My grateful thanks to Matthew Smith at Urbane Publications for a copy of Miss Christie Regrets by Guy Fraser-Sampson in return for an honest review.
Miss Christie Regrets was published by Urbane on 12th January 2017 and is available for purchase in e-book and paperback from the publisher.
I have previously had the pleasure of interviewing Guy Fraser-Sampson on Linda’s Book Bag and you can read that interview here.
Miss Christie Regrets
The second in the Hampstead Murders series opens with a sudden death at an iconic local venue, which some of the team believe may be connected with an unsolved murder featuring Cold War betrayals worthy of George Smiley. It soon emerges that none other than Agatha Christie herself may be the key witness who is able to provide the missing link.
As with its bestselling predecessor, Death in Profile, the book develops the lives and loves of the team at ‘Hampstead Nick’. While the next phase of a complicated love triangle plays itself out, the protagonists, struggling to crack not one but two apparently insoluble murders, face issues of national security in working alongside Special Branch.
On one level a classic whodunit, this quirky and intelligent read harks back not only to the world of Agatha Christie, but also to the Cold War thrillers of John Le Carre, making it a worthy successor to Death in Profile which was dubbed ‘a love letter to the detective novel’.
My Review of Miss Christie Regrets
When Peter Howse is found murdered, his death will lead to some surprising revelations echoing back many years.
If you are a lover of visceral, hard hitting crime and strong language, Miss Christie Regrets is not the book for you. This is a narrative that, whilst set in modern society, harks back to an age when there were polite manners and genteel individuals. Indeed, it could almost be described as old-fashioned and slightly tame in a world that has become inured to violence, but I think this is what will make it appeal to readers who love, for example, Agatha Christie mysteries. It certainly made a pleasant change not to have liberally sprinkled expletives in a crime novel.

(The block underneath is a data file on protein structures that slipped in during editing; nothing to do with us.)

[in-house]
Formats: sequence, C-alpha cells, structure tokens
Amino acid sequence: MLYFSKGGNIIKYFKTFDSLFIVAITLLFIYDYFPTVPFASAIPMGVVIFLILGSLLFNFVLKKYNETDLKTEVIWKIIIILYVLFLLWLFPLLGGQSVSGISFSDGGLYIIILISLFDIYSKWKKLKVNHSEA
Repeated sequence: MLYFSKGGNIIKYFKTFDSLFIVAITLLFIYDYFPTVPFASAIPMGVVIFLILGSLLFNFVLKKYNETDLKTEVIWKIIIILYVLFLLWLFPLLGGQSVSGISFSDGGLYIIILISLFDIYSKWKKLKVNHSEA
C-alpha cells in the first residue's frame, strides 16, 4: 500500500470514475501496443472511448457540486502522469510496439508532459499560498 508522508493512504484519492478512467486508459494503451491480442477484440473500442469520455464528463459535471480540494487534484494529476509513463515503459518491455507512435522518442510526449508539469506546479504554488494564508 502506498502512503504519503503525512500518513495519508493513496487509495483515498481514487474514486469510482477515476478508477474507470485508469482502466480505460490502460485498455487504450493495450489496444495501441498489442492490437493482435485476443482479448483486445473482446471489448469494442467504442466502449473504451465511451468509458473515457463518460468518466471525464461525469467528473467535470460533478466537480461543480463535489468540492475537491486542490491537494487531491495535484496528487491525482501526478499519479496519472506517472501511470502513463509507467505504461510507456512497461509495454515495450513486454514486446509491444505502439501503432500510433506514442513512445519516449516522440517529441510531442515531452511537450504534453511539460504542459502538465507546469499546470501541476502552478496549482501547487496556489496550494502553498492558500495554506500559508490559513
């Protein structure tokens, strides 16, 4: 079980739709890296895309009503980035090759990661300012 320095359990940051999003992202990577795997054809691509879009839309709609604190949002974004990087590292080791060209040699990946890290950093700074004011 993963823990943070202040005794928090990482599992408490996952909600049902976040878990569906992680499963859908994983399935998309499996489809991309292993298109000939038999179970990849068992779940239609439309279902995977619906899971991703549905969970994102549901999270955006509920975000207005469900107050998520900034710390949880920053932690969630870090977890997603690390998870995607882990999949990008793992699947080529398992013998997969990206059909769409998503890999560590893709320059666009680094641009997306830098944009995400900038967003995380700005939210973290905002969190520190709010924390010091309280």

I haven’t read the first book in this series, Death in Profile, but it didn’t matter at all as Guy Fraser-Sampson skilfully weaves in references to Miss Christie Regrets that enlighten and engage the reader without the need to have a full understanding of the first book in the series, although I think it would make some of the references even more enjoyable to have read it.
The plot is well constructed and I liked the literary references throughout so that there was an extra layer of intrigue for the reader in spotting them and wondering about their role. I thought the conceit of including the title of the novel, as a possible title of a novel, was amusing and intelligent as was having Agatha Christie as an integral element of this Agatha Christie style read.
I did feel that the language was a little self-consciously erudite at times and wasn’t entirely convincing in some of the situations described. It was the direct speech that caused me the most concern and I felt there were too many adverbial modifiers attached to the way in which characters spoke that occasionally interrupted the flow of the read for me.
However, Miss Christie Regrets is a charming, traditional whodunnit that will appeal to those who want a good plot with traditional values. It is also a novel that, whilst not a psychological thriller or hard hitting crime drama, is a story that makes the reader exercise their little grey cells as they try to solve the murder cases.
About Guy Fraser-Sampson
Guy Fraser-Sampson has been a corporate lawyer, an investment banker and a business school academic, in which capacities he has written various books on finance, investment and economics. However, he is best known as a writer of fiction, and his three Mapp & Lucia novels have all been optioned by BBC television. His writing in The Hampstead Murders series harks back, sometimes explicitly, to the Golden Age. He appears regularly on radio, television and at literary festivals. He is married with two grown-up sons and divides his time between London (NW3 naturally) and East Sussex.